Tag: "rural"

Posted July 30, 2013 by lgonzalez

We have followed developments in Leverett since we first learned about the small town's decision to build its own next generation infrastructure. The community has faced some challenges but is determined to get its residents connected.

After an overwhelming vote to support a bond measure and minor tax increase to fund the network, Leverett encountered delay when the State attorney general ordered a new bid in April. According to a GazetteNet article, a technical glitch on the bid form allowed bidders to exclude themselves from parts of the project, affecting the overall bid. Leverett awarded the first bid to G4S, but two other firms submitted complaints prompting the review.

After reviewing revised bids in May, Select Board awarded the $2.27 million contract to Millennium Communications Group. The GazetteNet reports that Millennium met with town officials in June to answer questions and examine the bid in detail.

The GazetteNet spoke with Select Board Member Peter d'Errico: 

“When this is up and running, Leverett’s going to have state-of-the-art, worldwide telecommunications capability,” d’Errico said. “It’s comparable service to what Google is providing in Kansas City, and it means that Leverett will also become a desirable place for all kinds of people who work in the mediums that require that level of technology. I see it as having economic benefits for the town, cultural benefits for the town and when you add in things like telemedicine, it means that it’s more than lifestyle, it’s quality of life.”

Scheduled completion date is December 2014.

Posted July 24, 2013 by lgonzalez

We introduced you to Olds, Alberta and their community network O-Net in 2012. Now this community of 8,500 will be the first Canadian "gig town" where residents will have access to a gig at incredibly low prices. 

CBC News reports that the Olds Institute for Community and Regional Development, the nonprofit organization building the network, recently approved the upgrade. Residents with 100 Mbps will have access to a gigabit with no increase in price. Depending on how they bundle, the price for Internet will range between $57-90 per month.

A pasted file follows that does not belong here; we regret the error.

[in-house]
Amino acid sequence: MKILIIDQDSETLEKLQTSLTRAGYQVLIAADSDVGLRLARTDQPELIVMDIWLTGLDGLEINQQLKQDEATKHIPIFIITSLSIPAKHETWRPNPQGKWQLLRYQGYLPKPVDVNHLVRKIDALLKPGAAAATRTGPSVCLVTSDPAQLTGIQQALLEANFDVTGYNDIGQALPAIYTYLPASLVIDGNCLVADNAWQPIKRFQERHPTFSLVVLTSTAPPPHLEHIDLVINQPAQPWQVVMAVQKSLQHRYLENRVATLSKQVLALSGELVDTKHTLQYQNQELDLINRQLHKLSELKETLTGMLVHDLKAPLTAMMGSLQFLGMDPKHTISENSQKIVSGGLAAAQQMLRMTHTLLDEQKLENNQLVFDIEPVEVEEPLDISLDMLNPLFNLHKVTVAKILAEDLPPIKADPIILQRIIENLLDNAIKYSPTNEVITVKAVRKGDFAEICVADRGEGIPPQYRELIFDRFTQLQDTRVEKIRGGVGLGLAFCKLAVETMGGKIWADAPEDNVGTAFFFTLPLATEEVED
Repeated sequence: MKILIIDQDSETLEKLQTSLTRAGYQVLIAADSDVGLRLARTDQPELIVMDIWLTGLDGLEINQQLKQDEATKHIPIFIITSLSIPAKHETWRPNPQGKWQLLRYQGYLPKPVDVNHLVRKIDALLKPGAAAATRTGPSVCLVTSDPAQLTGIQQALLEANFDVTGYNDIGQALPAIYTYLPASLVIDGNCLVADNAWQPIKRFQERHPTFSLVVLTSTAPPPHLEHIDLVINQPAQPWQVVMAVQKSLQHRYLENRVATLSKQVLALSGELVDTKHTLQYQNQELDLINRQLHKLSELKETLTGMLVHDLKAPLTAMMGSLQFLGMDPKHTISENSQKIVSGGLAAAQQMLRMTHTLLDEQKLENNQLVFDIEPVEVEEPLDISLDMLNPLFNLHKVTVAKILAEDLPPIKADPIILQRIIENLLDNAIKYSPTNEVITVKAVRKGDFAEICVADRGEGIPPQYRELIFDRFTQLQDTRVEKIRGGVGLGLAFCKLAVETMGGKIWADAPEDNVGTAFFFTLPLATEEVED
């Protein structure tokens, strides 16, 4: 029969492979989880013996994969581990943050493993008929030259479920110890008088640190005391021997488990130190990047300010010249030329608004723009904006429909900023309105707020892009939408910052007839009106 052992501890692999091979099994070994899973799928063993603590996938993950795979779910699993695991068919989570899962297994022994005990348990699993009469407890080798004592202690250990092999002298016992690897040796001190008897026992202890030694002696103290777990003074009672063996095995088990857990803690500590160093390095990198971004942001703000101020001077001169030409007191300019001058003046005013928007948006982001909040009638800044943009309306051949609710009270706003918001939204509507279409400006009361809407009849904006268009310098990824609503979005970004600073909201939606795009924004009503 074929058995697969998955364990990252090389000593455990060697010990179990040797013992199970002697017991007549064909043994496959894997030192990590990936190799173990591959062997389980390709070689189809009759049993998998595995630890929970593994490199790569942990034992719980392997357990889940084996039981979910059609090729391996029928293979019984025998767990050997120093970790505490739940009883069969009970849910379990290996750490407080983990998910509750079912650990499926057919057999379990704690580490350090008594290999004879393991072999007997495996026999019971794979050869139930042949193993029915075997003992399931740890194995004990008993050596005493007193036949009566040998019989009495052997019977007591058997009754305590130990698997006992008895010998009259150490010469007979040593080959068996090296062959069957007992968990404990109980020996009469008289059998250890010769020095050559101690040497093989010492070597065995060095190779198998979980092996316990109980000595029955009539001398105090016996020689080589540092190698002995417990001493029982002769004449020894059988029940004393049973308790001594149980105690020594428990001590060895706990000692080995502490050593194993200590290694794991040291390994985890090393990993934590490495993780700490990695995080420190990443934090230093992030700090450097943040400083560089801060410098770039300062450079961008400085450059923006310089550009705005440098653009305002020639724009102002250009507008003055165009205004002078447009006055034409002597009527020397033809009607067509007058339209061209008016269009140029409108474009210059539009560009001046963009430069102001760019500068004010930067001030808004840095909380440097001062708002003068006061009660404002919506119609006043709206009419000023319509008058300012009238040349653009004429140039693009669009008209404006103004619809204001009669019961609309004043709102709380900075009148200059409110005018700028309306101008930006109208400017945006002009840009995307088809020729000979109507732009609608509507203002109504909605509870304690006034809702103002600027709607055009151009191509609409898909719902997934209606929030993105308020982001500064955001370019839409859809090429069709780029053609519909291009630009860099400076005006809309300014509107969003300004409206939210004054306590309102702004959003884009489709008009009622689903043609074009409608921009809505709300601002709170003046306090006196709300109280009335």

CBC's Emily Chung noted how much of rural Canada offers only dial-up or satellite. Olds used to have the same problem; businesses were considering leaving town:

"We had engineering companies here who were sending memory chips by courier because there wasn't enough bandwidth to deal with their stuff," recalls Joe Gustafson, who spearheaded the project to bring a fibre network to Olds.

...

"Now there's no talk about people leaving because of bandwidth challenges."

The $13-14 million project, which also included a video conference center and 15 public use terminals for residents, launched in July 2012. The organization acquired a $2.5 million grant from the province of Alberta and a $6 million loan from the town of Olds. When incumbents were not interested in providing service over the network, O-Net adapted:

"We said, 'Well I guess if we're going to do this, we have to do our own services,'" Gustafson recalled.

The Olds Institute spent $3.5 million to buy the necessary electronic equipment to run internet and other services on the network and to build a central office to house it all. Last July, it launched O-Net.

The community-owned service offers not just internet, but also phone and IPTV services — TV signals carried on the network that includes dozens of SD and HD channels, and movies on demand that can be paused and later resumed.